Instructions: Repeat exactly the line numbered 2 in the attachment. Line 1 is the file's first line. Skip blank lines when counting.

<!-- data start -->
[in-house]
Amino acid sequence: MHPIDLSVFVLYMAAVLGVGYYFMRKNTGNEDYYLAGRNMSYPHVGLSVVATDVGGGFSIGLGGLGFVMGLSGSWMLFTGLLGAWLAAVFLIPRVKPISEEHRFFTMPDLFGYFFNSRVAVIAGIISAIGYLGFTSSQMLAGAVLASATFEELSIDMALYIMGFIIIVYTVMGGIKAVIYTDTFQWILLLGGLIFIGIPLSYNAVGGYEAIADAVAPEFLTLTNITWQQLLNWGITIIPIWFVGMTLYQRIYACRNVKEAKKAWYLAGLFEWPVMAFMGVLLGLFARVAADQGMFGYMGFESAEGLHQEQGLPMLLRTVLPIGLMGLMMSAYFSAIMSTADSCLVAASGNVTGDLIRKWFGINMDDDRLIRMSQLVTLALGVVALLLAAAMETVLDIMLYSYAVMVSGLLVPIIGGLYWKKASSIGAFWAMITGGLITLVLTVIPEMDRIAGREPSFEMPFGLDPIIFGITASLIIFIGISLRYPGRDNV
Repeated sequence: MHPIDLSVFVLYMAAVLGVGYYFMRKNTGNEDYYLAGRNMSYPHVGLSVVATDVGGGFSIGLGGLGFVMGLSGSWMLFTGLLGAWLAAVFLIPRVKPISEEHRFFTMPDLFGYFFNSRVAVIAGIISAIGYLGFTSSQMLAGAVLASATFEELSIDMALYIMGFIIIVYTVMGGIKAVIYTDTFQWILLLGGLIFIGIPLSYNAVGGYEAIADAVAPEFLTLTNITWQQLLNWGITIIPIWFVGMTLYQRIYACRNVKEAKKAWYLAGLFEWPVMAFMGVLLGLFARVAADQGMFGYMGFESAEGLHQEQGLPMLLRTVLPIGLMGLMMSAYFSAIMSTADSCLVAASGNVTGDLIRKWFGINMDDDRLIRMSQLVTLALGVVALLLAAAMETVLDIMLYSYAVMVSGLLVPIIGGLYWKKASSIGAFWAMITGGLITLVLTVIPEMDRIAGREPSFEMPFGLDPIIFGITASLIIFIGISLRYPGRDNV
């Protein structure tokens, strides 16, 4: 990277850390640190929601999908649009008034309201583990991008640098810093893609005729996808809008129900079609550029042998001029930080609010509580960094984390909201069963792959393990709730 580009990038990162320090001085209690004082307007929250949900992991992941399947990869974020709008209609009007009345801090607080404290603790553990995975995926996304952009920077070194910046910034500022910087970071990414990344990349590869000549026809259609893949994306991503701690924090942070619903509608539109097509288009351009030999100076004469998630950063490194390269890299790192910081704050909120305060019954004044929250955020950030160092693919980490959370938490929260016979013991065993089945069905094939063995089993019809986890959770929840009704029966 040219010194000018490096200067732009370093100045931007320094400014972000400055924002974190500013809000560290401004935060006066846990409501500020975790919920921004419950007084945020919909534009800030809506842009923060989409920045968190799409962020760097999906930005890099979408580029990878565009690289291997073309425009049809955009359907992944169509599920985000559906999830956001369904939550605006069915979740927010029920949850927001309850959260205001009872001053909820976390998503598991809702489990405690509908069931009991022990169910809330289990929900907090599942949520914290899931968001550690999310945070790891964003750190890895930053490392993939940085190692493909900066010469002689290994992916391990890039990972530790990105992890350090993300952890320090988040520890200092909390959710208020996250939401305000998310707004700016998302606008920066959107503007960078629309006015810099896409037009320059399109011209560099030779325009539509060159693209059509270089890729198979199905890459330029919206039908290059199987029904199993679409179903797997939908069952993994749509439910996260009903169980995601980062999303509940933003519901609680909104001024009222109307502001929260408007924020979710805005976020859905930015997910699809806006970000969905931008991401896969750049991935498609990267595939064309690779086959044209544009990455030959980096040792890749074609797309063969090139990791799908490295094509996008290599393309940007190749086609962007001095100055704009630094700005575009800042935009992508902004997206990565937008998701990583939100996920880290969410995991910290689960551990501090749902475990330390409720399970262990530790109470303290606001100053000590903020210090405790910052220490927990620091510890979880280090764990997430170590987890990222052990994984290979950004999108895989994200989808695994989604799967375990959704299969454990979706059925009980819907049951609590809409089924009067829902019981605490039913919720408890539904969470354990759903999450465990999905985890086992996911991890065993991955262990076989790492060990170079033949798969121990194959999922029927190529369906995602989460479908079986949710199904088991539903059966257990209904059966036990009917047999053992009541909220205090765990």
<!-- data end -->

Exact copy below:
Amino acid sequence: MHPIDLSVFVLYMAAVLGVGYYFMRKNTGNEDYYLAGRNMSYPHVGLSVVATDVGGGFSIGLGGLGFVMGLSGSWMLFTGLLGAWLAAVFLIPRVKPISEEHRFFTMPDLFGYFFNSRVAVIAGIISAIGYLGFTSSQMLAGAVLASATFEELSIDMALYIMGFIIIVYTVMGGIKAVIYTDTFQWILLLGGLIFIGIPLSYNAVGGYEAIADAVAPEFLTLTNITWQQLLNWGITIIPIWFVGMTLYQRIYACRNVKEAKKAWYLAGLFEWPVMAFMGVLLGLFARVAADQGMFGYMGFESAEGLHQEQGLPMLLRTVLPIGLMGLMMSAYFSAIMSTADSCLVAASGNVTGDLIRKWFGINMDDDRLIRMSQLVTLALGVVALLLAAAMETVLDIMLYSYAVMVSGLLVPIIGGLYWKKASSIGAFWAMITGGLITLVLTVIPEMDRIAGREPSFEMPFGLDPIIFGITASLIIFIGISLRYPGRDNV